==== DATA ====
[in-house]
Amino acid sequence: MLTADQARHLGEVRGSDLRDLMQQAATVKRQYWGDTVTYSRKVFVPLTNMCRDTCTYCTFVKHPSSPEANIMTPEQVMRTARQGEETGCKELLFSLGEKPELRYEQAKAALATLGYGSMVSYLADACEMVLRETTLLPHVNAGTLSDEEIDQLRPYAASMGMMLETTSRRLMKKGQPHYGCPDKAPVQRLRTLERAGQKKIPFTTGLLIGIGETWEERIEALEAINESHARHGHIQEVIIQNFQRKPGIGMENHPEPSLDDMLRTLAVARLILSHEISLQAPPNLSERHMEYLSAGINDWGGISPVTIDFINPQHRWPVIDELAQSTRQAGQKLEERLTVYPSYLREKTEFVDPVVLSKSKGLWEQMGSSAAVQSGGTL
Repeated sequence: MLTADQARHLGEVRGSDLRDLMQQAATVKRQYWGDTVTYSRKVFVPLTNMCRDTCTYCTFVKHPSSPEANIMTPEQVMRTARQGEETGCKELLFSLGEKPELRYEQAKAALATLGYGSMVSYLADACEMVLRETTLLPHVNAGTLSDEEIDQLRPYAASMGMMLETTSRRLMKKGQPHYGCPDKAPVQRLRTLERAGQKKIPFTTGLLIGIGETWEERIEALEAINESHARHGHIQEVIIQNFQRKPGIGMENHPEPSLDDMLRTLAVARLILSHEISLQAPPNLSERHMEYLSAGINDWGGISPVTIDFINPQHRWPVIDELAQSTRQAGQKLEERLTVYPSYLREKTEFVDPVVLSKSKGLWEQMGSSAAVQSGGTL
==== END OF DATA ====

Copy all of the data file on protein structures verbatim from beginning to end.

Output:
[in-house]
Amino acid sequence: MLTADQARHLGEVRGSDLRDLMQQAATVKRQYWGDTVTYSRKVFVPLTNMCRDTCTYCTFVKHPSSPEANIMTPEQVMRTARQGEETGCKELLFSLGEKPELRYEQAKAALATLGYGSMVSYLADACEMVLRETTLLPHVNAGTLSDEEIDQLRPYAASMGMMLETTSRRLMKKGQPHYGCPDKAPVQRLRTLERAGQKKIPFTTGLLIGIGETWEERIEALEAINESHARHGHIQEVIIQNFQRKPGIGMENHPEPSLDDMLRTLAVARLILSHEISLQAPPNLSERHMEYLSAGINDWGGISPVTIDFINPQHRWPVIDELAQSTRQAGQKLEERLTVYPSYLREKTEFVDPVVLSKSKGLWEQMGSSAAVQSGGTL
Repeated sequence: MLTADQARHLGEVRGSDLRDLMQQAATVKRQYWGDTVTYSRKVFVPLTNMCRDTCTYCTFVKHPSSPEANIMTPEQVMRTARQGEETGCKELLFSLGEKPELRYEQAKAALATLGYGSMVSYLADACEMVLRETTLLPHVNAGTLSDEEIDQLRPYAASMGMMLETTSRRLMKKGQPHYGCPDKAPVQRLRTLERAGQKKIPFTTGLLIGIGETWEERIEALEAINESHARHGHIQEVIIQNFQRKPGIGMENHPEPSLDDMLRTLAVARLILSHEISLQAPPNLSERHMEYLSAGINDWGGISPVTIDFINPQHRWPVIDELAQSTRQAGQKLEERLTVYPSYLREKTEFVDPVVLSKSKGLWEQMGSSAAVQSGGTL